Cognates. Up to two courses in studio art or art history may be taken at other institutions during the summers with prior approval by the departmental representative (for art history courses) or the director of the Program in Visual Arts (for studio art courses). Courses taken as part of the Study Abroad Program may be allowed to count as departmentals with prior approval from the departmental representative.
Junior Seminar. During the fall of the junior year, all concentrators must take the junior seminar, VIS 392 Issues in Contemporary Art. The course coincides with admission to the junior studios and investigates the history, challenges, and rewards of studio practice. Through readings, discussions, studio critiques, and a culminating exhibition of works in progress, VIS 392 provides the foundation for each student's independent creative development, as well as the impetus for beginning to be able to articulate the historical precedents and ambitions of their work.
Junior Independent Work. The fall junior independent work consists of an artist's book of at least 32 pages addressing the student's work, daily life, an art historical influence, a contemporary artist, or any other germane topic approved by the VIS 392 instructor. The book may be text only, text and images, or images only. It can be made of any materials, in any format, but must be gathered in book form or an expanded definition of book form. This book is advised and graded by the instructor of the student's junior seminar (VIS 392) and his/her primary adviser. The spring junior independent work involves the development of a sustained studio practice among peers, and with the consultation of one's advisers, culminating in a comprehensive junior independent work exhibition at the end of the term.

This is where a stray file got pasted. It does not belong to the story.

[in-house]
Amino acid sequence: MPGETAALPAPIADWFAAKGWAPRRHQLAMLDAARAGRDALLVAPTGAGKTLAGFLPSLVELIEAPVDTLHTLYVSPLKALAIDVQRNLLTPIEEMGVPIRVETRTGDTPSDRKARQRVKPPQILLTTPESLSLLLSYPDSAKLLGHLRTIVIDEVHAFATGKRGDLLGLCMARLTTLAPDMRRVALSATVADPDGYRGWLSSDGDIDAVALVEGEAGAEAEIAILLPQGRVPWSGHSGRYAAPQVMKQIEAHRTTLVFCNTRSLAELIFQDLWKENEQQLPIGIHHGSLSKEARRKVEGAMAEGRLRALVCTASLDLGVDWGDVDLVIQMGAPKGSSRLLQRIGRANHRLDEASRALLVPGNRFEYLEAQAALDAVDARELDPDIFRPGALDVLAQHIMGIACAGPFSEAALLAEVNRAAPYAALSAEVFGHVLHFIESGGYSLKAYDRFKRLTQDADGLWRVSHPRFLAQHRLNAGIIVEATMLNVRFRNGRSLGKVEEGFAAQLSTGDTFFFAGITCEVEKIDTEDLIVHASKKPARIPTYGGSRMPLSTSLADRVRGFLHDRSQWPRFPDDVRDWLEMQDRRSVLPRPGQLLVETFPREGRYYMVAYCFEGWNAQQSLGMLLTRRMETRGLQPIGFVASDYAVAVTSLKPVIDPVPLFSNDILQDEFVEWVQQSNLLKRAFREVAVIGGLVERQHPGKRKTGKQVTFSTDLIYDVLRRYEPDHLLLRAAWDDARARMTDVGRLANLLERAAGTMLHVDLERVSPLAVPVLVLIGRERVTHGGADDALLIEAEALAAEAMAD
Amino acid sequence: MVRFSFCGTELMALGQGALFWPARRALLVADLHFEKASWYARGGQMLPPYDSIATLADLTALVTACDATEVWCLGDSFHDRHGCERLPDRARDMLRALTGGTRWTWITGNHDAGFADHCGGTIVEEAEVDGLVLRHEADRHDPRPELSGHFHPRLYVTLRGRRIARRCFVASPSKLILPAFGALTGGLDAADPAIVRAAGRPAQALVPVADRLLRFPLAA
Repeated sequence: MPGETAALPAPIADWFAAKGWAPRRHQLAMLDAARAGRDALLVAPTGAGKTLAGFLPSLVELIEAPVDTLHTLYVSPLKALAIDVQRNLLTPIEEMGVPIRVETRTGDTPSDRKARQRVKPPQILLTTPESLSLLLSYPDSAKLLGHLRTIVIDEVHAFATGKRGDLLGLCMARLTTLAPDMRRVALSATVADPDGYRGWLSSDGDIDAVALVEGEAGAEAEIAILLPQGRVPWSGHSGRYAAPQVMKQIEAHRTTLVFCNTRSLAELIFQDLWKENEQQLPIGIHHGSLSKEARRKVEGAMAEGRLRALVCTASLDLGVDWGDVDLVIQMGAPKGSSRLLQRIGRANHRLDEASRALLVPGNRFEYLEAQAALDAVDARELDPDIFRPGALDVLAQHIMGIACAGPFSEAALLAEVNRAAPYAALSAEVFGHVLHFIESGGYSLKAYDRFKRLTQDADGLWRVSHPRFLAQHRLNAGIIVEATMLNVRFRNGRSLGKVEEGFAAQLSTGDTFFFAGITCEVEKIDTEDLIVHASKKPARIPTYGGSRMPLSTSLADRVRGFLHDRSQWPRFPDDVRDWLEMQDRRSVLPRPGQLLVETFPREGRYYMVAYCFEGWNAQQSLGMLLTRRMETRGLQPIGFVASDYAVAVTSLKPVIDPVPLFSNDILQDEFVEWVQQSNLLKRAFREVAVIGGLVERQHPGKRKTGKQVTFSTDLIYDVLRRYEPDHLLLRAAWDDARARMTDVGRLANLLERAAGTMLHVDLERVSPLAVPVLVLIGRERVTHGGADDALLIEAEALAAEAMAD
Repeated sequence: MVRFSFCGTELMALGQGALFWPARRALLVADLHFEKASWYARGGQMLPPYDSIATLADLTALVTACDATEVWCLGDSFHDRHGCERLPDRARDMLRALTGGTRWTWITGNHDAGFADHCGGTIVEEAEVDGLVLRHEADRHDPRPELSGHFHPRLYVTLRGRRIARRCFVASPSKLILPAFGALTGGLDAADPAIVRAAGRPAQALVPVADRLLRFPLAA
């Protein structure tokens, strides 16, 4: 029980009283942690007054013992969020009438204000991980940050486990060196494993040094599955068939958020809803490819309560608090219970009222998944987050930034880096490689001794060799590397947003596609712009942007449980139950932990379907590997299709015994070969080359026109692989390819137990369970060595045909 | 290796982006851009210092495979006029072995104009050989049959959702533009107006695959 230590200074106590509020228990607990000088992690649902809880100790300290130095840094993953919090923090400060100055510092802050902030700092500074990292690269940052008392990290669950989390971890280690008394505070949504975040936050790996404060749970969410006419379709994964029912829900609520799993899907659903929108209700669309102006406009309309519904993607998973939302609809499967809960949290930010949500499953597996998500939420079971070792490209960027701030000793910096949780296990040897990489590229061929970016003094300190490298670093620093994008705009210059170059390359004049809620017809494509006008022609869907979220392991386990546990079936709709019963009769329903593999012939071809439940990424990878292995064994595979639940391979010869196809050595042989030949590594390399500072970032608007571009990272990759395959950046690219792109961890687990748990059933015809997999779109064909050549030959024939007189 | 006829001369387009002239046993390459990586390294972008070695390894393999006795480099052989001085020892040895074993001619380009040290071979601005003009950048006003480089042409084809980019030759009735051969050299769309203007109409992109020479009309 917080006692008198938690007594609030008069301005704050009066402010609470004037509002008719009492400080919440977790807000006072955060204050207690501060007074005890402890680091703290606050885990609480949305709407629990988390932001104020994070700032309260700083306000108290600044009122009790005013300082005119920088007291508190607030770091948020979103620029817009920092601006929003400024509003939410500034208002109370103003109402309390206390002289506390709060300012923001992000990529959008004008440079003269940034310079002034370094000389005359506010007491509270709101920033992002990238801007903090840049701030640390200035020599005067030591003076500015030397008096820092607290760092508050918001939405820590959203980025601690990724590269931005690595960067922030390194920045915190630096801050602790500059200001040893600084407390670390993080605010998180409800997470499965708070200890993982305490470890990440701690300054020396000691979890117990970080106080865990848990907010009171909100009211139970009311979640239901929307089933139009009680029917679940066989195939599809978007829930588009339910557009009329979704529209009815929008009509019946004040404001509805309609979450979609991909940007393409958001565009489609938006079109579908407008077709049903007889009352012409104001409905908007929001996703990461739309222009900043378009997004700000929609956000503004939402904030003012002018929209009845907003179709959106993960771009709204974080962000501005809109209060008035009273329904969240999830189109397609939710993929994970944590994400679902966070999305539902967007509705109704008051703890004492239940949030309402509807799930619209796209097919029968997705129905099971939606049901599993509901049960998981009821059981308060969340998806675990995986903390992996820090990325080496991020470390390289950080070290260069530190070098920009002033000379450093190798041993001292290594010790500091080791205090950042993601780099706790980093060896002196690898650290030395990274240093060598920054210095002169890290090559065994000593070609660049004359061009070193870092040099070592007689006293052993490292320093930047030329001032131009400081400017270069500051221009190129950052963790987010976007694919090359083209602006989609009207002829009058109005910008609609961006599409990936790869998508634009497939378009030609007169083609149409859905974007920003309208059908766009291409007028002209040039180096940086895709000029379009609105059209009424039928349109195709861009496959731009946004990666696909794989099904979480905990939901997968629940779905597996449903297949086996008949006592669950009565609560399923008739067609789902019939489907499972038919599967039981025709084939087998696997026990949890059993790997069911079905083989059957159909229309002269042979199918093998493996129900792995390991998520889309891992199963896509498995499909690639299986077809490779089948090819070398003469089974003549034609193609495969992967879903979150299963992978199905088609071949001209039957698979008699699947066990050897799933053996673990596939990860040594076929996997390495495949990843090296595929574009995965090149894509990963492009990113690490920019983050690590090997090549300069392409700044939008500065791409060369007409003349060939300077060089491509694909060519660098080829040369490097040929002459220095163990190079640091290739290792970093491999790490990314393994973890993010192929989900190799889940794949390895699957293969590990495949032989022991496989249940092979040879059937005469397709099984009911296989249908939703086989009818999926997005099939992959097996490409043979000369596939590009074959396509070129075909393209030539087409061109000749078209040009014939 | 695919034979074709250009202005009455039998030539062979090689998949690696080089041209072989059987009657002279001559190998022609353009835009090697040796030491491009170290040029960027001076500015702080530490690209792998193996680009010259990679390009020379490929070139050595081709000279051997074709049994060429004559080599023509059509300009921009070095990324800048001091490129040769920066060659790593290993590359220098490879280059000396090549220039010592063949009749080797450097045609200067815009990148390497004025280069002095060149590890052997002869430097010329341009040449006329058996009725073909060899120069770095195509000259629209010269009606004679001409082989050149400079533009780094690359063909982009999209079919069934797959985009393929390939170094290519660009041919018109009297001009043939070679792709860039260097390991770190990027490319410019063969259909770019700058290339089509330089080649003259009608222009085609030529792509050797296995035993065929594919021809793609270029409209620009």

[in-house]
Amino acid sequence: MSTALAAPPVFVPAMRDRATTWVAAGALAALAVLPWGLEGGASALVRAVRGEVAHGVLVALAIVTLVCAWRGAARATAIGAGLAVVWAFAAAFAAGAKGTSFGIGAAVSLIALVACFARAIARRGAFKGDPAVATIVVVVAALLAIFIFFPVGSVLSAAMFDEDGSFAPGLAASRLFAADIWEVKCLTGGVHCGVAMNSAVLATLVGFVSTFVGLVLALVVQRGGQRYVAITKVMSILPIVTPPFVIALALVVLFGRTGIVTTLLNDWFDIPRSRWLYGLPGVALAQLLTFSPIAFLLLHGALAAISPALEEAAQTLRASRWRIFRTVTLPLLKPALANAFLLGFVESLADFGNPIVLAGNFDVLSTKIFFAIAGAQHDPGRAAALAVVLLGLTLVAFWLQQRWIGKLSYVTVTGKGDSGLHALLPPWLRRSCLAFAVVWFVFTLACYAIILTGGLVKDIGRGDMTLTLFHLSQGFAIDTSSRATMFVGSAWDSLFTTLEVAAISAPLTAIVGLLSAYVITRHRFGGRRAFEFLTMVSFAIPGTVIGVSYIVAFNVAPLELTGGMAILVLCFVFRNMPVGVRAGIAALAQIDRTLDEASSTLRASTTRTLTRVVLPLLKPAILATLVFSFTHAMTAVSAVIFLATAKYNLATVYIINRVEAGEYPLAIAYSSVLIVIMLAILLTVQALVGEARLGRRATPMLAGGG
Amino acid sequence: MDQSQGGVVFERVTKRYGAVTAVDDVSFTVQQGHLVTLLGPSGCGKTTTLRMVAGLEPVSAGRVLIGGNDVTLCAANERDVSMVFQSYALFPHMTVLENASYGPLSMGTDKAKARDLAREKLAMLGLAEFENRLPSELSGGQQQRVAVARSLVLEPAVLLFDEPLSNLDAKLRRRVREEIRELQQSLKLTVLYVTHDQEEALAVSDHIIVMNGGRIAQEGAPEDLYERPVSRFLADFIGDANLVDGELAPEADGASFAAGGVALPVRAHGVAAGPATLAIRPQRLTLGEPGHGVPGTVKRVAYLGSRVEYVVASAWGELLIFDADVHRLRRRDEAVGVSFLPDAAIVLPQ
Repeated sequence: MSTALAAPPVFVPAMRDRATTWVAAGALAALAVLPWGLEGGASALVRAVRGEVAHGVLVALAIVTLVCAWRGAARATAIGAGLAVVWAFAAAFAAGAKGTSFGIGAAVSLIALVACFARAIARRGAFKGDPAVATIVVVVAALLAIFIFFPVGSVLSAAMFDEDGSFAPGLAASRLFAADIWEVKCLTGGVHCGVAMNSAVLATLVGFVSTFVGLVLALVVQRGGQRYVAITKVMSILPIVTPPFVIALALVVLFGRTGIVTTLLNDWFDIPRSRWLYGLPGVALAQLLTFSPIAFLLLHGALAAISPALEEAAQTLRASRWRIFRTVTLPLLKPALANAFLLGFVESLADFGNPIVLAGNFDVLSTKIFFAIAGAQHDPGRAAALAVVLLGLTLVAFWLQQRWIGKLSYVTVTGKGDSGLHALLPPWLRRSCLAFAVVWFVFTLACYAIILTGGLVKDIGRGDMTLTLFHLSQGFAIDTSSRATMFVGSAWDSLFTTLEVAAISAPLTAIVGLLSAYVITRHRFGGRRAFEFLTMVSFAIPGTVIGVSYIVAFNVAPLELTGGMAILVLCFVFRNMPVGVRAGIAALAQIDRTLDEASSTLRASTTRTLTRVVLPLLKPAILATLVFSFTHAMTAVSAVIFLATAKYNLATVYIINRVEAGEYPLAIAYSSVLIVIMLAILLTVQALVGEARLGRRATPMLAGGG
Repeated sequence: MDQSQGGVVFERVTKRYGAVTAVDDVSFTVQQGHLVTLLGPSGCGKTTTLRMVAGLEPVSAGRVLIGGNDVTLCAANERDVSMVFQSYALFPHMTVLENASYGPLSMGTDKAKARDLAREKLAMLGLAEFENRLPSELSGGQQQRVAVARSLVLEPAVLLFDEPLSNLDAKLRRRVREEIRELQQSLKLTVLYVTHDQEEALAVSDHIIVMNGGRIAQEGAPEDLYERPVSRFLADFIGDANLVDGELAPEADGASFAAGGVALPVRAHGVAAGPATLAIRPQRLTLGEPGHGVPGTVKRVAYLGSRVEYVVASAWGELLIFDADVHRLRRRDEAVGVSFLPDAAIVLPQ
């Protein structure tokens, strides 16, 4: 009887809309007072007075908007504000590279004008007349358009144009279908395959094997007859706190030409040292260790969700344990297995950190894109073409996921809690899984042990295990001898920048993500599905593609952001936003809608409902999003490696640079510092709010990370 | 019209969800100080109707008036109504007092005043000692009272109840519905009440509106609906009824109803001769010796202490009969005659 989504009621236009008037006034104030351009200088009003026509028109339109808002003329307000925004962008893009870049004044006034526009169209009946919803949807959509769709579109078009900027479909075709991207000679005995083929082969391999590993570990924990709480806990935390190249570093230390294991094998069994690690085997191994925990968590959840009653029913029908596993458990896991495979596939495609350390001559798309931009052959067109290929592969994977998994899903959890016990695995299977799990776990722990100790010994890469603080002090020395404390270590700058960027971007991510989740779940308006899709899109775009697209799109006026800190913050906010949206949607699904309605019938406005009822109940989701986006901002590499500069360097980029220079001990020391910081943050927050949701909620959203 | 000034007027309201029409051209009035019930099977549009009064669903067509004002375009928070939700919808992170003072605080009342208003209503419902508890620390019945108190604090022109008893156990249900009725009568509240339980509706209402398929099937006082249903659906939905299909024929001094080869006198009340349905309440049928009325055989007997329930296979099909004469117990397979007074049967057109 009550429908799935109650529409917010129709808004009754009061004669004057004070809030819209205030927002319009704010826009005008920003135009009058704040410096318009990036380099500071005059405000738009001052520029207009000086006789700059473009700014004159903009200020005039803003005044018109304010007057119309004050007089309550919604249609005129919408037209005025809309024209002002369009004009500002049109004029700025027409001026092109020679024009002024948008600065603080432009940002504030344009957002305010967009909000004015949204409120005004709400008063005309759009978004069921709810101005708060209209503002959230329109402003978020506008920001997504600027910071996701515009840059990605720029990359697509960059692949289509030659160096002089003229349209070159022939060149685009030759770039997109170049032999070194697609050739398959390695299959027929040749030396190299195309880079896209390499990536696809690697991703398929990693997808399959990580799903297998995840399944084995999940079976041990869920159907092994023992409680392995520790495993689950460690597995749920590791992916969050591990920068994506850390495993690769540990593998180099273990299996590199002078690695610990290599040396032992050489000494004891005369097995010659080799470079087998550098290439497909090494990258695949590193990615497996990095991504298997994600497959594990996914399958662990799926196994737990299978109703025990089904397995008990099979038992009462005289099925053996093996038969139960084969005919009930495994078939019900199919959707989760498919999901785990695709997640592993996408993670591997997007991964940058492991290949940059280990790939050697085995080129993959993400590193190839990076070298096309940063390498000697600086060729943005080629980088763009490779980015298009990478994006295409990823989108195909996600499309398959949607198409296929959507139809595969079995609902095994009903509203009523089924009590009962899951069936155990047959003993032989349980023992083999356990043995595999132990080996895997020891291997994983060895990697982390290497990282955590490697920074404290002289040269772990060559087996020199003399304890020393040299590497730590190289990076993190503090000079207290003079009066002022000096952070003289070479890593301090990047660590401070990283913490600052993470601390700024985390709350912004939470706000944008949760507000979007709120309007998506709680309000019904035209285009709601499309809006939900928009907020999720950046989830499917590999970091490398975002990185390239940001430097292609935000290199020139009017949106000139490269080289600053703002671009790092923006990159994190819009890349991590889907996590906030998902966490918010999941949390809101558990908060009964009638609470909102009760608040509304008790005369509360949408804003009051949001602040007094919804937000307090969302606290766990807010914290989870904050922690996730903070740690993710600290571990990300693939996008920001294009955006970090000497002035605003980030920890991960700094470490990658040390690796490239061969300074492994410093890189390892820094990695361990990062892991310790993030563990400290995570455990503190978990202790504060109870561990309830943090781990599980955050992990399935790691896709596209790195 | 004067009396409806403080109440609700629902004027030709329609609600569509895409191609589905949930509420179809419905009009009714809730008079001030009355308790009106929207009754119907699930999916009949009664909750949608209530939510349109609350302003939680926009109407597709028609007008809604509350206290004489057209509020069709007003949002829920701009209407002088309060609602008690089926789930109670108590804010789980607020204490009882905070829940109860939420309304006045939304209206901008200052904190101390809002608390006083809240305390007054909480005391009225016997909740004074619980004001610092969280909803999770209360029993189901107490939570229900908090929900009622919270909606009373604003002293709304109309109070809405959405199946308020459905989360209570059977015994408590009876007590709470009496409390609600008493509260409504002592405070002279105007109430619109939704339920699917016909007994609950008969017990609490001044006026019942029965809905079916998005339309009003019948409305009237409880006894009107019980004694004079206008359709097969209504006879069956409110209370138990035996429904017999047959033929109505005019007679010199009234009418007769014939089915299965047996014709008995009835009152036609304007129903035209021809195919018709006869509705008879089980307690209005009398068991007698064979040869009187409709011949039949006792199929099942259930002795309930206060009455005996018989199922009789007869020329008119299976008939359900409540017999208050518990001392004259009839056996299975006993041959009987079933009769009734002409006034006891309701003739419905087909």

The spring junior independent work is done in consultation with the student's adviser. Students also interact with the general visual arts faculty in "open studios." The advisers' spring-term grade for junior independent work represents an evaluation of the entire year's studio work. The creative junior independent work is exhibited in a group show at the end of the junior spring semester.